A randomised controlled pilot study was conducted in 50 patients. Control patients received usual care. The treatment group had 3 mL of 100% pure lavender oil in a glass jar in place at the bedside from 10 PM until 6 AM. Vital signs were recorded at intervals throughout the night. At 6 AM all patients completed the Richard Campbell Sleep Questionnaire to assess quality of sleep.

The findings from the study were very interesting. Blood pressure was significantly lower between midnight and 4 AM in the treatment group than in the control group. The treatment group had a decrease in blood pressure and the control group had an increase; however, the difference between the 2 groups was not significant.  Mean overall sleep score was higher in the intervention group (48.25) than in the control group (40.10).

If this is the benefit for pateints in a hospital environment, imagine how helpful it may be for your own sleep issues or for family members. A few drops of neat lavender oil on a tissue and tucked into your pillowcase could provide a similar effect. It is safe to use with small children and babies but best to avoid direct contact with the skin.


Monday 3 February 2014

Overweight in Kindergarten, Obese by Eighth Grade?

Children who were overweight when entering kindergarten in 1998 in the United States were 4 times as likely as their normal-weight classmates to become obese by age 14 years, according to an article published in the January 30 issue of theNew England Journal of Medicine.
Almost half (45.3%) of obesity cases that developed between kindergarten and eighth grade occurred among the 14.9% of children who were overweight when entering kindergarten in 1998. "The annual incidence of obesity during kindergarten among these children was 19.7%, as compared with 2.4% among children who entered kindergarten with normal weight," write Solveig A. Cunningham, PhD, from the Hubert Department of Global Health, Emory University, Atlanta, Georgia, and colleagues.
The authors analyzed data from the Early Childhood Longitudinal Study, Kindergarten Class of 1998-1999, a nationally representative database with information on 7738 children who entered kindergarten in 1998 and were followed-up through 2007.
The researchers estimated the annual incidence of obesity during the 9 years according to sex, socioeconomic status, race/ethnicity, birth weight, and kindergarten weight. They used Centers for Disease Control and Prevention thresholds to define obesity and overweight by body mass index quintile.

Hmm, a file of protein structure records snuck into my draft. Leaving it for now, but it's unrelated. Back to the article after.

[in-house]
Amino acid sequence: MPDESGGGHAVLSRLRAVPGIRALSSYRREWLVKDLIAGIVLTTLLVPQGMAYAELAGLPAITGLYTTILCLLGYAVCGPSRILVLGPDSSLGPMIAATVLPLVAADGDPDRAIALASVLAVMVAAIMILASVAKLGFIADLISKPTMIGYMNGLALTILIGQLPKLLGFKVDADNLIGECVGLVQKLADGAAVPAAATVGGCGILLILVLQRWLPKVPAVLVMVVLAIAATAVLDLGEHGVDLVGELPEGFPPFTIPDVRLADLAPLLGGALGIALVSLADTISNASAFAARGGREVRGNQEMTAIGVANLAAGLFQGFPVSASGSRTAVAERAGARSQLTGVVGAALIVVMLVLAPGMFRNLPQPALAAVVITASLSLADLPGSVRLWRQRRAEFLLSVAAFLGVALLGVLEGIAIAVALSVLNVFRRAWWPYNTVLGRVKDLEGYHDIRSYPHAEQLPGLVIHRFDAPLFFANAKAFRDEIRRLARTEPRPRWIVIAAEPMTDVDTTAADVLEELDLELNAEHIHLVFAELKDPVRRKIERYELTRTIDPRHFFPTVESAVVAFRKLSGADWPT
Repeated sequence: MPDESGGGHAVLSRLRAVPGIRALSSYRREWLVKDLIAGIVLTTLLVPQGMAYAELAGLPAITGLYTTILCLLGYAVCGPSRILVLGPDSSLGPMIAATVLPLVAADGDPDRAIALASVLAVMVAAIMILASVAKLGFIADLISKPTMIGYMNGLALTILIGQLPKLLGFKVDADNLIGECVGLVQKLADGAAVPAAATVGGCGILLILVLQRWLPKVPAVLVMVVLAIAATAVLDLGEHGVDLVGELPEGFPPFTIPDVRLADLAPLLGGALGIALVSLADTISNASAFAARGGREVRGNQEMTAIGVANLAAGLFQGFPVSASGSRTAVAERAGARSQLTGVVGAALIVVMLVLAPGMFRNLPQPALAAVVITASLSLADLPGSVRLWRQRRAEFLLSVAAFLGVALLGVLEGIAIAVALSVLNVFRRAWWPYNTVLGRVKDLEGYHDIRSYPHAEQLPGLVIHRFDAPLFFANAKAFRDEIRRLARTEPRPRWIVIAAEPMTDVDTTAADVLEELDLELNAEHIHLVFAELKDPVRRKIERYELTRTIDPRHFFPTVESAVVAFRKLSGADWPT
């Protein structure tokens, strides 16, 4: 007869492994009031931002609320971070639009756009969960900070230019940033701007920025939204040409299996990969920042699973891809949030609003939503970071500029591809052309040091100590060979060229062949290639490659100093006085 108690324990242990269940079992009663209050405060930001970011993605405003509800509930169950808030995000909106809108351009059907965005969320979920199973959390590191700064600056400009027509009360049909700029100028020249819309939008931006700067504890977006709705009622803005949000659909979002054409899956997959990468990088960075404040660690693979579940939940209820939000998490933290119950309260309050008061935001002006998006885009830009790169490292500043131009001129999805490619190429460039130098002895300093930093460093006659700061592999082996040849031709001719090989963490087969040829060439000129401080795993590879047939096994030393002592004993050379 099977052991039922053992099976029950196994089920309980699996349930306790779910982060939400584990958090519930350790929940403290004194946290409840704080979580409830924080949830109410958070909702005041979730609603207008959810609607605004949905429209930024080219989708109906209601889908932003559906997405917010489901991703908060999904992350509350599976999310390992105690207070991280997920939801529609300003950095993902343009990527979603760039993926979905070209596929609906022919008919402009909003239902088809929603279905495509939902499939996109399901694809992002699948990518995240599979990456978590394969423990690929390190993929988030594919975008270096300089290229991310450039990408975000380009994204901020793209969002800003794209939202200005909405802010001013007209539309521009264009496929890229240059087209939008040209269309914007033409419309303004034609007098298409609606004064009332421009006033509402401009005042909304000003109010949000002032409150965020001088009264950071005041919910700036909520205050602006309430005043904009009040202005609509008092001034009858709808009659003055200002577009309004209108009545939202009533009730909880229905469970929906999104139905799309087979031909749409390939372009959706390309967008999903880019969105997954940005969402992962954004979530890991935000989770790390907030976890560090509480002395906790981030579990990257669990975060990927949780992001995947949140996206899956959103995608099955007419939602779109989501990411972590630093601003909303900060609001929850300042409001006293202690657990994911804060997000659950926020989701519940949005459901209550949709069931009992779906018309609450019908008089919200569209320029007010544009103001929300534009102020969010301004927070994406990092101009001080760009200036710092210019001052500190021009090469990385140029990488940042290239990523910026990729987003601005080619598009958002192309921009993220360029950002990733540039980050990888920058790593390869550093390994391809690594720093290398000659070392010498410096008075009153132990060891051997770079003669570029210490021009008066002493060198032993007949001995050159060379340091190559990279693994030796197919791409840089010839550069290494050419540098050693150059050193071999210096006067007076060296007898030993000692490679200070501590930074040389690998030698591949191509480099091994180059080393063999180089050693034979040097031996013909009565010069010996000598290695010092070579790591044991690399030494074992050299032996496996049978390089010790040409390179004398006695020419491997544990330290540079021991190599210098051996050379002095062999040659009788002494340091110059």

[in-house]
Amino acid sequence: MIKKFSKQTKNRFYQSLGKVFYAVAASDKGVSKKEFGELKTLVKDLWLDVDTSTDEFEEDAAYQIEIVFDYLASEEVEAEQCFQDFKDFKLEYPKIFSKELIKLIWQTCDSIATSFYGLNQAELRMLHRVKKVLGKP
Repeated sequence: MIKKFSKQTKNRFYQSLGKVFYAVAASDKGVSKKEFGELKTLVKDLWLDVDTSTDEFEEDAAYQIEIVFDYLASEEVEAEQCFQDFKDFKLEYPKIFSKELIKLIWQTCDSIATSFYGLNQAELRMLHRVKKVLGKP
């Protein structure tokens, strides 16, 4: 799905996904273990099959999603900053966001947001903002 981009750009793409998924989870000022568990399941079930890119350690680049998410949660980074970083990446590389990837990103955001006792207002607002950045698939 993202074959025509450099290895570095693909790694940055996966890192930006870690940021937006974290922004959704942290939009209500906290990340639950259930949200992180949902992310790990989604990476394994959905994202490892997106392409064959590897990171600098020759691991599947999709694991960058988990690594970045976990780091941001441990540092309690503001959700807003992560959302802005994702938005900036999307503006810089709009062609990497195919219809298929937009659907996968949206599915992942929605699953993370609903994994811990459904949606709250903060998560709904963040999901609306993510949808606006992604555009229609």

When the children entered kindergarten at a mean age of 5.6 years, 12.4% were obese and 14.9% were overweight. By eighth grade, at a mean age of 14.1 years, 20.8% were obese and 17.0% were overweight. Most of the occurrence of obesity, however, occurred in early grades, and the annual incidence of obesity declined from 5.4% during kindergarten to 1.7% between fifth and eight grades.
The researchers defined incidence as the occurrence of new cases of obesity in children not previously obese, as compared with prevalence, the proportion of all children in each age group who were obese. Understanding incidence "helps us identify the ages of vulnerability and to identify the groups at greater risk. It's a bit of [a] different perspective on how obesity affects us and on where we might want to focus," Dr. Cunningham told Medscape Medical News.
"Among the kids who would become obese by the time they were middle-schoolers, most of that happened early on in elementary school. That helps us focus on these early years of kindergarten, first, second, and third grade, when a lot of obesity may actually occur."
"Those kids who came to kindergarten already overweight had about 4 times greater risk of becoming obese during the subsequent years," Dr. Cunningham said. "That tells us that some component of the risk of obesity may be set in motion by the age of 5 already. Kids who were born large and overweight at entry to kindergarten were at the highest risk of obesity."
In an accompanying editorial, Steven L. Gortmaker, PhD, from the Harvard School of Public Health, and Elsie M. Taveras, MD, MPH, from Massachusetts General Hospital, both in Boston, write that the new study "adds clear evidence" to previous research that early excess weight is a key risk factor for obesity.
"Given the limited evidence for effective treatment of obesity among children under 6 years of age, the limited resources of most clinical settings, and the limited predictive value of the 95th percentile of [body mass index], severe obesity may be a more useful cutoff for referral to more intensive, multidisciplinary treatment," they write.
"[W]ide-reaching, cost-effective policy and programmatic changes aimed at improving nutrition and physical activity among broad populations of children are key if we are to reduce early childhood weight gain and the risk of incident obesity throughout childhood."
Source: Medscape
This research was supported by a grant from the Eunice Kennedy Shriver National Institute of Child Health and Human Development. The authors and editorialists have disclosed no relevant financial relationships.